On December 26, 2014, two college football teams will face off in the world's first ever Bitcoin Bowl, sponsored by BitPay. How cool is that? Thousands of football fans across the nation will watch the game on ESPN and ought to start seeing Bitcoin as more important that they originally thought. Many may even be introduced to cryptocurrency for the first time.
It's clear that this can only be a fantastic thing for Bitcoin. If we're lucky, many of those viewers will have their interest sparked and will want to learn more about the world-changing innovation known as cryptocurrency. Even those who outwardly ignore the advertising might subconsciously become more familiar with Bitcoin, which could help reduce the effects of the nasty media coverage that Bitcoin has received in the past.
I'm certainly no expert on marketing strategies, but I think I can make some meaningful observations based on the endless stream of marketing we experience daily. Corporate giants thrive on brand recognition. Does anyone really go to McDonald's just because they see the golden arches during a football game? Probably not consciously. And the Bitcoin Bowl will be played at Tropicana Field, but is that because Tropicana has some special admiration for football stadiums? Of course not.
It's because a huge portion of the population is obsessed football, and Tropicana can capitalize on something that is so meaningful to people. Grocery shoppers don't say, "Hey, I'll buy Tropicana because I saw the brand on that stadium." Rather, they simply feel more comfortable with the brand because they see it regularly and they associate it with things that they enjoy.
That is what BitPay is trying to achieve for Bitcoin. In the past, many people have been afraid of Bitcoin. They have seen it as confusing, dangerous, illegal, immoral, insecure, etc., and many still hold those opinions. BitPay wants to change that. The company wants people to feel more comfortable with Bitcoin and understand that it's not the evil beast they thought it was.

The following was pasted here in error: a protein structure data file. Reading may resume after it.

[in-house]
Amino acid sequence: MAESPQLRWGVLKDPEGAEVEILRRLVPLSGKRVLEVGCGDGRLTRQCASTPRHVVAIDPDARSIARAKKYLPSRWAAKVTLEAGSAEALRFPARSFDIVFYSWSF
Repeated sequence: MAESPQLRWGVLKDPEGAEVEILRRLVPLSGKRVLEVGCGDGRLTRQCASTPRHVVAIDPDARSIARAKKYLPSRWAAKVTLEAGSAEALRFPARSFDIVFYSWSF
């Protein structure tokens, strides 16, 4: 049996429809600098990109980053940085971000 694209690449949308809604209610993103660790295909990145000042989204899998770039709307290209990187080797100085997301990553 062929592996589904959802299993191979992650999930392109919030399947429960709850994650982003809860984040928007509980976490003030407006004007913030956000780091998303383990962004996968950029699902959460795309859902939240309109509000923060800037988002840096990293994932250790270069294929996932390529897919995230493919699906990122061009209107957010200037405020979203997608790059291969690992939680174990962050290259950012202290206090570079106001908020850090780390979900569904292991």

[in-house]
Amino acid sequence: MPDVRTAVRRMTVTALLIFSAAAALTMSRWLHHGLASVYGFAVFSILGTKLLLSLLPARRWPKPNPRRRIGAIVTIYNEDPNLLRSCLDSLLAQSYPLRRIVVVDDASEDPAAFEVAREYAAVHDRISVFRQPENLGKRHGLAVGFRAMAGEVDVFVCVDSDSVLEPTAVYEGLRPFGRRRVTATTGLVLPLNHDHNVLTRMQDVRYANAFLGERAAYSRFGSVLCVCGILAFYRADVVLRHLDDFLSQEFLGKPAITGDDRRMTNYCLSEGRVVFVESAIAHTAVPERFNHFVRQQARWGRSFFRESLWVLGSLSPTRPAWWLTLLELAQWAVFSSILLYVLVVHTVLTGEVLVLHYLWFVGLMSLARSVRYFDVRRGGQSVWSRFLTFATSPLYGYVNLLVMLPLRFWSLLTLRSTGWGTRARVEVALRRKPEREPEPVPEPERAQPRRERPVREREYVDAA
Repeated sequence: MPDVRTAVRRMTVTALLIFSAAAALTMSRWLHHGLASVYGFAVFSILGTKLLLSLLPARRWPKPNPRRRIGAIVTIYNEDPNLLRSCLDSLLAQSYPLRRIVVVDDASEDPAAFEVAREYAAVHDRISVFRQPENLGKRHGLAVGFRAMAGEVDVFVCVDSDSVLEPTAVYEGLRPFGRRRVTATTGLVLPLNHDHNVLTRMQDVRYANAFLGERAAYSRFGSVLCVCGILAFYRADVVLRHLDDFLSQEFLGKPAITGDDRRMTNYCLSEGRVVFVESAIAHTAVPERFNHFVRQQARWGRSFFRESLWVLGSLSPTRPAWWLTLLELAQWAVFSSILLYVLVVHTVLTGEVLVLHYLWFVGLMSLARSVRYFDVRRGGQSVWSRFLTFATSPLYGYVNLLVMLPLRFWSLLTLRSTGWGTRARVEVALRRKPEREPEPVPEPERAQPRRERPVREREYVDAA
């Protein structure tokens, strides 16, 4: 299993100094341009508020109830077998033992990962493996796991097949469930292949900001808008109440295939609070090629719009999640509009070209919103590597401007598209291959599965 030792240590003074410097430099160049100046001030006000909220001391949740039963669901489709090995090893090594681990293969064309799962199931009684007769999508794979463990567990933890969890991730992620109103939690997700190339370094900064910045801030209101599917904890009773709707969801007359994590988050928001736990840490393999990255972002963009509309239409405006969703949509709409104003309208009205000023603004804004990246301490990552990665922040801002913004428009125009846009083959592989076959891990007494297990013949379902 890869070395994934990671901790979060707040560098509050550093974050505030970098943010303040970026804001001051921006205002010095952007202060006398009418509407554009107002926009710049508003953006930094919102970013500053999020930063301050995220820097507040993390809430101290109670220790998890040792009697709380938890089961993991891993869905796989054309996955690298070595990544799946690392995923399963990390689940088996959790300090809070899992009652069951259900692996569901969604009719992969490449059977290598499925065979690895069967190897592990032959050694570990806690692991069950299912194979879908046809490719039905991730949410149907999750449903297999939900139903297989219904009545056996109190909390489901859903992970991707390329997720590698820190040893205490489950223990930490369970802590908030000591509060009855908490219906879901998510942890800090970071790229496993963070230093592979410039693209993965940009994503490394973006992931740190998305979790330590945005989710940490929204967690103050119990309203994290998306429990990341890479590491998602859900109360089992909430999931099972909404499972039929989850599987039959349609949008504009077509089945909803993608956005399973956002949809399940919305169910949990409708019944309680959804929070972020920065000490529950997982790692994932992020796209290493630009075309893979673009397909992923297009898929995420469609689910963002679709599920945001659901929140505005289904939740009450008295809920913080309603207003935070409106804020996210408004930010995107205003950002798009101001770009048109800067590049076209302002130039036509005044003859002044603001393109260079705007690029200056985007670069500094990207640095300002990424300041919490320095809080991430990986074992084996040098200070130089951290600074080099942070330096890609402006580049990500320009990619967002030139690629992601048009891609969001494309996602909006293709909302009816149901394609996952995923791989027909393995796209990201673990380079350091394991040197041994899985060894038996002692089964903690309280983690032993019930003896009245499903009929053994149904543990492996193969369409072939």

Another interesting thing to notice is that the game will be called the Bitcoin Bowl, not the BitPay Bowl. BitPay's CEO, Tony Gallippi, knows that his company is a gigantic player in the Bitcoin world and he's not worried about promoting Bitcoin in general instead of just BitPay, even though it will likely benefit some of his competitors. In part, he probably believes that almost everyone who uses Bitcoin will eventually use BitPay, and that certainly makes sense, but I think there's a little more to it.
I think he knows that there is still a massive amount of room for growth in the Bitcoin economy. Sure, Coinbase might gain some customers because of the Bitcoin Bowl, but who cares? This amazing community is still growing. It is still an amazing place to be and there is still room for everyone. How cool is that?